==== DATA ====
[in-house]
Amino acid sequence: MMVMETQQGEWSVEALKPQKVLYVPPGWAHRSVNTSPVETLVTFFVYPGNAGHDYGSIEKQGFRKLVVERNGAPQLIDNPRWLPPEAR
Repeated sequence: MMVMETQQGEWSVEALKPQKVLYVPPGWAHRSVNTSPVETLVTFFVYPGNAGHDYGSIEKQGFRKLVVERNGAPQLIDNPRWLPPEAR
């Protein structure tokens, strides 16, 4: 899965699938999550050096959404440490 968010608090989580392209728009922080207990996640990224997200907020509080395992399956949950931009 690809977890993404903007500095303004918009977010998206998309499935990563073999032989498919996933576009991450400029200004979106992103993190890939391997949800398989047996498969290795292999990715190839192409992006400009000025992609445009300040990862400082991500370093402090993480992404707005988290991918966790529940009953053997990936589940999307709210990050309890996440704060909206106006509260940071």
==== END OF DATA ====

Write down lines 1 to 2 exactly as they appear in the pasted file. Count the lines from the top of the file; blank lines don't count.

[in-house]
Amino acid sequence: MMVMETQQGEWSVEALKPQKVLYVPPGWAHRSVNTSPVETLVTFFVYPGNAGHDYGSIEKQGFRKLVVERNGAPQLIDNPRWLPPEAR